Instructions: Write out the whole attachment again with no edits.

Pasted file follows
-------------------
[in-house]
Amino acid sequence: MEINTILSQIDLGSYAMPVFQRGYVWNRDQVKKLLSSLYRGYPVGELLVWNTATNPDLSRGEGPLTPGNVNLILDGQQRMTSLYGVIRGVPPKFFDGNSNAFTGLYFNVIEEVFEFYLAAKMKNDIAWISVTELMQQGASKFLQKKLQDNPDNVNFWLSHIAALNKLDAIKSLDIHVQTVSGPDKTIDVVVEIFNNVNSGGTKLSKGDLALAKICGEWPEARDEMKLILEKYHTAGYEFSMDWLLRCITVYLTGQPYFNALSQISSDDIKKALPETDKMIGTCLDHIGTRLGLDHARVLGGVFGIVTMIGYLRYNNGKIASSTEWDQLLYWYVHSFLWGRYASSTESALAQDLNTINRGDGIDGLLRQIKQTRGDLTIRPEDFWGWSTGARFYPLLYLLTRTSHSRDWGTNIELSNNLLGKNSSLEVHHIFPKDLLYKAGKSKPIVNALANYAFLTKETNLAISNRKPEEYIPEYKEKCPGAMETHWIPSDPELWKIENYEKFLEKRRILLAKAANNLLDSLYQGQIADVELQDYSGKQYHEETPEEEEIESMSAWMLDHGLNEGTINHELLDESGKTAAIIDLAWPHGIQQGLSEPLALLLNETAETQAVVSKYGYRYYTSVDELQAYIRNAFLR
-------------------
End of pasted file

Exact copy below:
[in-house]
Amino acid sequence: MEINTILSQIDLGSYAMPVFQRGYVWNRDQVKKLLSSLYRGYPVGELLVWNTATNPDLSRGEGPLTPGNVNLILDGQQRMTSLYGVIRGVPPKFFDGNSNAFTGLYFNVIEEVFEFYLAAKMKNDIAWISVTELMQQGASKFLQKKLQDNPDNVNFWLSHIAALNKLDAIKSLDIHVQTVSGPDKTIDVVVEIFNNVNSGGTKLSKGDLALAKICGEWPEARDEMKLILEKYHTAGYEFSMDWLLRCITVYLTGQPYFNALSQISSDDIKKALPETDKMIGTCLDHIGTRLGLDHARVLGGVFGIVTMIGYLRYNNGKIASSTEWDQLLYWYVHSFLWGRYASSTESALAQDLNTINRGDGIDGLLRQIKQTRGDLTIRPEDFWGWSTGARFYPLLYLLTRTSHSRDWGTNIELSNNLLGKNSSLEVHHIFPKDLLYKAGKSKPIVNALANYAFLTKETNLAISNRKPEEYIPEYKEKCPGAMETHWIPSDPELWKIENYEKFLEKRRILLAKAANNLLDSLYQGQIADVELQDYSGKQYHEETPEEEEIESMSAWMLDHGLNEGTINHELLDESGKTAAIIDLAWPHGIQQGLSEPLALLLNETAETQAVVSKYGYRYYTSVDELQAYIRNAFLR